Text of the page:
Sex and Intimacy Without Erections

If you have erectile dysfunction (ED), your sex life is likely to be different than it was before. It can be frustrating or disappointing for you and your partner. But if you keep an open mind, you can find exciting new ways to have intimacy together.

“A lot of times people have the notion of what is socialized in the media: that sex means you have an erection, that there is penetration with sex, and that ends in an orgasm. Sex is much broader than that, ”says Tameca Harris-Jackson, PhD, certified sex educator in Winter Park, Florida.

Start with an exam

Erectile dysfunction means that you cannot get an erection all or part of the time, or long enough to have penetrative sex. But it is still possible for you to have an orgasm and ejaculate without an erection.

First of all, talk to your doctor. They need to understand what is causing your erectile dysfunction. Health problems like heart disease and type 2 diabetes could be the cause. The same is true for some mental health issues, such as anxiety and depression. Certain medications, including antihypertensive drugs and antidepressants, can also cause erectile dysfunction.

Once you rule out a health issue, you and your partner can begin to explore what your new sex life will be like.

Be aware of everyone’s emotions

Knowing the cause of your erectile dysfunction can allay any fear your partner may be feeling, says Madelyn Esposito-Smith, a certified sex therapist and mental health clinician at the University of Wisconsin Health in Madison. “One of the first things I recommend to the men I work with is to just communicate with their partner that it’s not a personal thing. It is not something that they are doing wrong. “

Eric Garrison agrees. He is president of the certification branch of the American Association of Sexuality Educators and a certified sexuality counselor in Tidewater, Virginia. “When you become the expert on your own sexual health and sexual pleasure, and you can share that with others, it really helps the conversation,” he says.

An open conversation with your partner can be very helpful for your relationship. But it could also make you uncomfortable and vulnerable, says Kristen Lilla, a certified sex therapist and registered clinical social worker in Omaha, NE. It’s important that your partner tries not to judge you, she says. If they only want sex with an erection, you both might benefit from working with a sex therapist who can help you both broaden your horizons.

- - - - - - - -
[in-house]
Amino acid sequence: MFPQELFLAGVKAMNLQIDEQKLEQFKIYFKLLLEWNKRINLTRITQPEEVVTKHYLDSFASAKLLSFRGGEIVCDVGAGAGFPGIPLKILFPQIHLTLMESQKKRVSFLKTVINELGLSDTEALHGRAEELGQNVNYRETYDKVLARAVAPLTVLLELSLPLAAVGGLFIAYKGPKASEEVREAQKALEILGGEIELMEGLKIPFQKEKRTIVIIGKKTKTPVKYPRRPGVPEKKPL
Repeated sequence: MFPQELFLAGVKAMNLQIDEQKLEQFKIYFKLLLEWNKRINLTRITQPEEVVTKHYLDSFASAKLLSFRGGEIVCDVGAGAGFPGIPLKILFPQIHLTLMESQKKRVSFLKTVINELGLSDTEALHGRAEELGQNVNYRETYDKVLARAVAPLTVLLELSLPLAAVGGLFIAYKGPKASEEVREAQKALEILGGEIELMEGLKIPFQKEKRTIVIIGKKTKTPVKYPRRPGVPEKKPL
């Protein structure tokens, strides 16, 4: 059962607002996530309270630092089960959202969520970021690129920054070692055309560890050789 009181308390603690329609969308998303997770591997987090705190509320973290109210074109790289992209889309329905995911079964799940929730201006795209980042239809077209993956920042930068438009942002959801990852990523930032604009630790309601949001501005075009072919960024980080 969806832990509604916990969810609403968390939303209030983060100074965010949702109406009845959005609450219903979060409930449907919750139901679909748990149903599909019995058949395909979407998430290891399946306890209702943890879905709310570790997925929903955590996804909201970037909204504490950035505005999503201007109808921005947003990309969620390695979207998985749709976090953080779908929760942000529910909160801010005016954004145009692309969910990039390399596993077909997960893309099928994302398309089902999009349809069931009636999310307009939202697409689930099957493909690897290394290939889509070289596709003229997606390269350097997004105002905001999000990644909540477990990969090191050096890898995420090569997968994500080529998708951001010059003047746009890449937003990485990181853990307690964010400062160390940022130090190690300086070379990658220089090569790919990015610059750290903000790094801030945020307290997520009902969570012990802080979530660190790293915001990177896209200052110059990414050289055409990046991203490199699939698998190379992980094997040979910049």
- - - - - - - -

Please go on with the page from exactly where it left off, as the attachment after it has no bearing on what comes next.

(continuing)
Learn what else you love

Talk to each other about what turns you on and gives you pleasure, even if you’ve been together for years.

“Really take the time to understand: what do you like? What am I doing that makes you feel good beyond penis and vagina or penis and anus? Harris-Jackson said.

If you still get an erection sometimes, tell your partner what feels good when you have one – and what feels good when you don’t, Garrison says. “You can easily say, ‘When I have an erection, I like this, this, and that. When I don’t have an erection, I like to have my ear licked, my elbow rubbed, my left toe massaged … “

An intimacy-building exercise called sensory focus can help you and your partner get a better idea of ​​where and how you like to be touched. During therapy sessions, Lilla asks a couple to try the exercise fully clothed, touching each other from the neck up. “It’s a really intimate experience, but it’s not necessarily sex-oriented, and for some people, it’s relaxing and connecting.”

You and your partner can practice sensory focus with a therapist guiding you, or you can try it at home, says Harris-Jackson. “The goal is to learn to explore the body of the other. Take the time to caress, kiss and verbalize what it feels like without penetration, without oral sex, so that no one has to have an erection.

Refine your preliminary skills

Start simple if you prefer: you can rekindle the intimacy by holding hands, kissing or cuddling naked.

Or maybe you and your partner are ready for more adventurous options, like oral sex, mutual masturbation, or sex toys.

If you’re ready to explore sex toys (like a vibrator or dildo) but don’t feel comfortable walking into a store that sells them, browse online with your partner, Lilla says. It’s important to shop together, she says, “instead of feeling like it’s one person’s job or one person is putting that expectation on the other.”

If your partner wants to try a sex toy and you don’t, offer an alternative, she says. You could say something like, “Well, I don’t feel comfortable with a sex toy, but maybe we could try cuddling naked or maybe we could take a bath together.” “

Sex without erection

It’s possible. “Sometimes people call it ‘the stuffing method’ where it’s about putting a flaccid penis inside,” Lilla says. “It will probably be easier with a vaginal canal than with an anus.”

Try not to think about how sex used to feel and make sure it is comfortable for both partners, Harris-Jackson says.

Keep a practical and positive mindset

Explore and indulge yourself in new ways. It helps “remove that goal-directed or goal-driven idea that ‘we need to have penetrating sex that leads to orgasm,’ says Harris-Jackson.

Instead, focus on how to make the measurement fun, rather than the performance, says Esposito-Smith.

Or as Garrison puts it, “How can we optimize sex rather than how to maximize it?” … I think if more people could get that in their minds, sex would be so much more enjoyable for everyone, whether you get an erection or not.

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